Regulatory compliance emphasis renewed in wake of pandemic

By Angela Huffman, RN Clinical Services Coordinator

Because of COVID-19, our residents, staff, physicians, families, visitors and regulators have been challenged and impacted in a variety of ways. In light of the infectious nature of this virus, the spotlight continues to be focused on regulatory compliance with infection control protocols and practices.

Infection control practices have been reinforced through training and ongoing monitoring in hand hygiene, proper use, application and removal of personal protective equipment (PPE), cleaning and disinfection practices, cohort strategies, proper linen handling and testing.

Our regulatory bodies have increased monitoring of our compliance through on-site inspections and observations, review of infection-control policies and procedures, and offsite review of mandatory reporting requirements and data review.

F880 Infection Prevention & Control is a longstanding federal nursing home requirement for infection prevention and control in accordance with Centers for Medicare & Medicaid Services (CMS).  For a number of years, F880 has been in the “Top 5” of regulations most frequently cited in skilled nursing facilities. This regulation requires that facilities:

  • Develop and implement an ongoing infection prevention and control program to prevent, recognize, and control the onset and spread of infection to the extent possible
  • Establish facility-wide systems for the prevention, identification, investigation and control of infections of residents, staff, and visitors. It must include an ongoing system of surveillance designed to identify possible communicable diseases or infections before they can spread to other persons in the facility and procedures for reporting possible incidents of communicable disease or infections;
  • Establish an Infection Prevention & Control Program (IPCP) that:
    • Establishes a system for preventing, identifying, reporting, investigating, and controlling infections and communicable diseases for all residents, staff, volunteers, visitors, and other individuals providing services under a contractual arrangement;
    • Follows accepted national standards;
    • Has written standards, policies, and procedures for the program that include: surveillance and isolation procedures, reporting communicable diseases, hand hygiene, employee health and work restrictions, linen handling.

In direct response to the national impact that COVID-19 has had on skilled nursing facilities, the federal government has enacted three new regulations with which we must maintain compliance. CMS has put two new sets of reporting requirements into effect. The first requires nursing homes to report confirmed or suspected cases of COVID-19 to the Centers for Disease Control (CDC) to assist with infection surveillance.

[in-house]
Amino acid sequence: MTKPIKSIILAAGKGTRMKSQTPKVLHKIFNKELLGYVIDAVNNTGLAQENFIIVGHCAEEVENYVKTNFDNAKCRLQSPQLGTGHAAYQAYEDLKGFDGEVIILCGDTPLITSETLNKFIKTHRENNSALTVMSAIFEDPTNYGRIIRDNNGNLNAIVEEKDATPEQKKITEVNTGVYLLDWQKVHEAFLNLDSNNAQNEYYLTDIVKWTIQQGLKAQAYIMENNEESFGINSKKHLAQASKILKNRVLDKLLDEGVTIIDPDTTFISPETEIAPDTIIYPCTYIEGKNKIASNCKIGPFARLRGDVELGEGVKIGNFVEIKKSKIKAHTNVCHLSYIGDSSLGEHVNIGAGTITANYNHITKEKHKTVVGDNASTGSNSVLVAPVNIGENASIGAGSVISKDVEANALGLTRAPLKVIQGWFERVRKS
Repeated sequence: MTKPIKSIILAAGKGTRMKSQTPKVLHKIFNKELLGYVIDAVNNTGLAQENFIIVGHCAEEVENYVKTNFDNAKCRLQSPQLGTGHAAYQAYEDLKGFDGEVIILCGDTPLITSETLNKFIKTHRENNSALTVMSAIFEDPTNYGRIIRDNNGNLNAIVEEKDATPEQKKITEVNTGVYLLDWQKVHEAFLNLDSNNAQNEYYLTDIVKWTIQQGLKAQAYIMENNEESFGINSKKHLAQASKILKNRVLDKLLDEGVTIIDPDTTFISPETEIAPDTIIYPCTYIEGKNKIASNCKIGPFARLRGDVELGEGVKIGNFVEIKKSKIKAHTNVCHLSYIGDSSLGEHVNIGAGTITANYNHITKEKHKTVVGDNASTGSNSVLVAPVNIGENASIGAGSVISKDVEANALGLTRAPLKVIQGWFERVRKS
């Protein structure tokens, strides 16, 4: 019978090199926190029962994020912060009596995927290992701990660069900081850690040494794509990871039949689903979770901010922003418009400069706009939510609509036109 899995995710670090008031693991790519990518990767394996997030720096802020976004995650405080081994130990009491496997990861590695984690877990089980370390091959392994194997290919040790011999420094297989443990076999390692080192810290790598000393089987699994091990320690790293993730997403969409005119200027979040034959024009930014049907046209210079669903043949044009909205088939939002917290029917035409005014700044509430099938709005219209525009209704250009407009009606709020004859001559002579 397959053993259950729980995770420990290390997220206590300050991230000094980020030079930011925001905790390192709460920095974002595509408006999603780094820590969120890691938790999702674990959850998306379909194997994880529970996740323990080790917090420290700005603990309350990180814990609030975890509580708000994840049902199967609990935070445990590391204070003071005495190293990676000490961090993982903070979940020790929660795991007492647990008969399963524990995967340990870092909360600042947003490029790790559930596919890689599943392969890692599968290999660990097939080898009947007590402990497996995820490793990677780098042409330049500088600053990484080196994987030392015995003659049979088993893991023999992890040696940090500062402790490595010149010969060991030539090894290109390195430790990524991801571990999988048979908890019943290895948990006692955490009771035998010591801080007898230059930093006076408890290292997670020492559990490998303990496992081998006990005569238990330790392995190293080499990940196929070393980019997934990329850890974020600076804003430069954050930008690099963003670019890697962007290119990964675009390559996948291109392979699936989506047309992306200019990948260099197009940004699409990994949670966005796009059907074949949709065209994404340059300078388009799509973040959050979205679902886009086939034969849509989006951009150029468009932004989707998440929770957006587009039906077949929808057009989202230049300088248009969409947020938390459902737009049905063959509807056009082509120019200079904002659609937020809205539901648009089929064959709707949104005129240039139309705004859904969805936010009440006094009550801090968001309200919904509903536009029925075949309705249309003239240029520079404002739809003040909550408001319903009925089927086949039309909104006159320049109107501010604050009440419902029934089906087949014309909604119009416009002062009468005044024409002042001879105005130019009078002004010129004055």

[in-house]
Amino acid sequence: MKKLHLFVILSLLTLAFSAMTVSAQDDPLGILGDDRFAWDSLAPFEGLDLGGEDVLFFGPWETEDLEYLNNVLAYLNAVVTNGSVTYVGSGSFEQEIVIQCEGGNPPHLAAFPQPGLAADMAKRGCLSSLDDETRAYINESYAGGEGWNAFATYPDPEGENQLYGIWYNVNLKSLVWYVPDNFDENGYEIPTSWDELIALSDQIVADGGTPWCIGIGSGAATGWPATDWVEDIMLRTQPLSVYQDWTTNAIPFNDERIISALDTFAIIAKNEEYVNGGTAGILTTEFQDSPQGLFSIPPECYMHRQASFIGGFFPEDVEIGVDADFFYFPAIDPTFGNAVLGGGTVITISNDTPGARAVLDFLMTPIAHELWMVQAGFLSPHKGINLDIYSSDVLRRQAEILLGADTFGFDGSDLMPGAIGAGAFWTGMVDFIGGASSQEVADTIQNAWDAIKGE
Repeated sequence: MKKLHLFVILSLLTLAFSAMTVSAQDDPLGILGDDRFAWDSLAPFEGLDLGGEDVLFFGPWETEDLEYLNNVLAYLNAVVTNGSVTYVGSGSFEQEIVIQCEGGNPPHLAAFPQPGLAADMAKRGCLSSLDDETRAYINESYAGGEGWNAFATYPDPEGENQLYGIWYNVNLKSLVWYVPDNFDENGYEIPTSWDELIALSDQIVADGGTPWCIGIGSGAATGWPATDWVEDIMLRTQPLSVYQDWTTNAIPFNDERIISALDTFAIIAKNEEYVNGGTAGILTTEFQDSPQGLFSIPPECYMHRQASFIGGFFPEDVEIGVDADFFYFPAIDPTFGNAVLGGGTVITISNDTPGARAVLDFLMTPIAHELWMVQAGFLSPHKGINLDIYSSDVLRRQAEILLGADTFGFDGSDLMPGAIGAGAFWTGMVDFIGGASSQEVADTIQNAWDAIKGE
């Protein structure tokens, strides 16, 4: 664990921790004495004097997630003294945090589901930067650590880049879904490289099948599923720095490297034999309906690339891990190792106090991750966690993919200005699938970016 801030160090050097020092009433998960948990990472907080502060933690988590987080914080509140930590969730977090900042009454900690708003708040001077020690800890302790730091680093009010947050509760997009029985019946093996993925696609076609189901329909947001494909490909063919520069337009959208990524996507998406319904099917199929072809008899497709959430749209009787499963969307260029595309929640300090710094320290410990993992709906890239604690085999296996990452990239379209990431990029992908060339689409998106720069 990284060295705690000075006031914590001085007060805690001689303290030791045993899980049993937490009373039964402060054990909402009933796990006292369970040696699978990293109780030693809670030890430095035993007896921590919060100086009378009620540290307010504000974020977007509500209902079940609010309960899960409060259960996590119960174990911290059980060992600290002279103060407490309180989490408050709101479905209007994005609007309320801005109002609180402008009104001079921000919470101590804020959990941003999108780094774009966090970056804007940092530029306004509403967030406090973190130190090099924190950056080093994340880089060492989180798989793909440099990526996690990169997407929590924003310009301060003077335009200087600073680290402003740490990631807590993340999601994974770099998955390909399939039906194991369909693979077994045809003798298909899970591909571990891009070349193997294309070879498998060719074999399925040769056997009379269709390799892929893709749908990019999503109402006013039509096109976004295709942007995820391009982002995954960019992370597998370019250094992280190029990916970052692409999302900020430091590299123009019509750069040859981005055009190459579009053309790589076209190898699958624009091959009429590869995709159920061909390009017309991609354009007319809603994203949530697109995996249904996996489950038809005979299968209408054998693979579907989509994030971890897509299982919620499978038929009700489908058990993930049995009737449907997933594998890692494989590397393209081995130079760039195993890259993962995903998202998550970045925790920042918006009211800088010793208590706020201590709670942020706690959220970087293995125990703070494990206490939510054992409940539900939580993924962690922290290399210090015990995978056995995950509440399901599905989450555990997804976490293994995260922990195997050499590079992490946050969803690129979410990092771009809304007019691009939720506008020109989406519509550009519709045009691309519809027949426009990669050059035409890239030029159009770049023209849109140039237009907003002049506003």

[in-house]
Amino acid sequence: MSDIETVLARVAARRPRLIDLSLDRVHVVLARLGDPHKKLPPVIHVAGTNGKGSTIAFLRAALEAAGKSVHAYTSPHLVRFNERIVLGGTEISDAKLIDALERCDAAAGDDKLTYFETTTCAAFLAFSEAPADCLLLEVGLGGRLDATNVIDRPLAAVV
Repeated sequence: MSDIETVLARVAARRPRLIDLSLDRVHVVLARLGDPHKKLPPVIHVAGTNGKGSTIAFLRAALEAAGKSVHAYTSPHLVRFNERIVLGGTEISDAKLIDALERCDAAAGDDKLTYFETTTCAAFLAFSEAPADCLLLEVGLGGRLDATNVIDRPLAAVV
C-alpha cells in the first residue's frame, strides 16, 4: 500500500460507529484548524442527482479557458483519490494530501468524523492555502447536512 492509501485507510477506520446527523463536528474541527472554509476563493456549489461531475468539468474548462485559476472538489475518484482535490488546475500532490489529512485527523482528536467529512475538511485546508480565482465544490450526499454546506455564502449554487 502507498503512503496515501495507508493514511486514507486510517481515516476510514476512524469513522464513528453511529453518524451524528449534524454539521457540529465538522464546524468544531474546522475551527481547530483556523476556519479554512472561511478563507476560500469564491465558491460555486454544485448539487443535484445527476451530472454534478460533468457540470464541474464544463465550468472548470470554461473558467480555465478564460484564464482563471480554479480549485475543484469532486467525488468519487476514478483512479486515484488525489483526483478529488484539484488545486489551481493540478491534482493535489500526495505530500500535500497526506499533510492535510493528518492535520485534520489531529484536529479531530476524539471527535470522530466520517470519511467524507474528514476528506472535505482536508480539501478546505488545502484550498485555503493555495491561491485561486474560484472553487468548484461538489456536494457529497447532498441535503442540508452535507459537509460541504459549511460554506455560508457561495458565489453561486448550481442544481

The second type of reporting relates to communication with residents, their representatives and family members of actual or suspected cases of COVID-19 in nursing homes when an outbreak occurs and at least weekly. The communication to residents, staff and families can take on many forms that can include: phone calls, letters, Facebook updates, email updates, pre-recorded messages and text messaging.

The third update is regulation F866 that enhances efforts to keep COVID-19 from entering and spreading through nursing homes, requiring facilities to test residents and staff based on state and federal government parameters.

Although personal care homes are not regulated by the federal government, our licensed facilities follow specific state licensing requirements. Just as our skilled communities, personal care homes also have regulations for infection control and sanitation standards. During an inspection, regulators will examine all areas of the home to determine if unsanitary conditions exist. Inspectors will interview the administrator and staff regarding universal precaution and observe staff for the implementation of universal precautions. Universal precautions include the areas of hand hygiene, glove use, linen handling, safe sharps, cleaning and disinfection.

The Department of Health and Human Services (DHS) that oversees regulatory compliance for personal care homes has not enacted any new specific regulatory requirements in response to the COVID-19 pandemic, but has offered additional guidance, similar to the enhanced guidelines offered to skilled nursing facilities. That guidance has been implemented for completion of baseline testing, screening for residents, staff and family members for signs and symptoms of COVID-19, visitation restriction and reopening guidance.

DHS has most recently enacted guidance for ongoing testing for staff, based upon the positivity rate of the county where the community is located.  The guidance includes testing of residents who leave the facility routinely for outpatient health care visits including dialysis treatment, social visits in the community, day programs, employment, and upon return after admission to another health care facility.

Prior to COVID -19, achieving and maintaining compliance with infection prevention and control standards was a focus for both our skilled and personal care communities.  All of the communities complete annual and as-needed infection control education and monitor practices on a daily basis to ensure that we are providing a safe, clean and sanitary environment for residents, staff, families and visitors.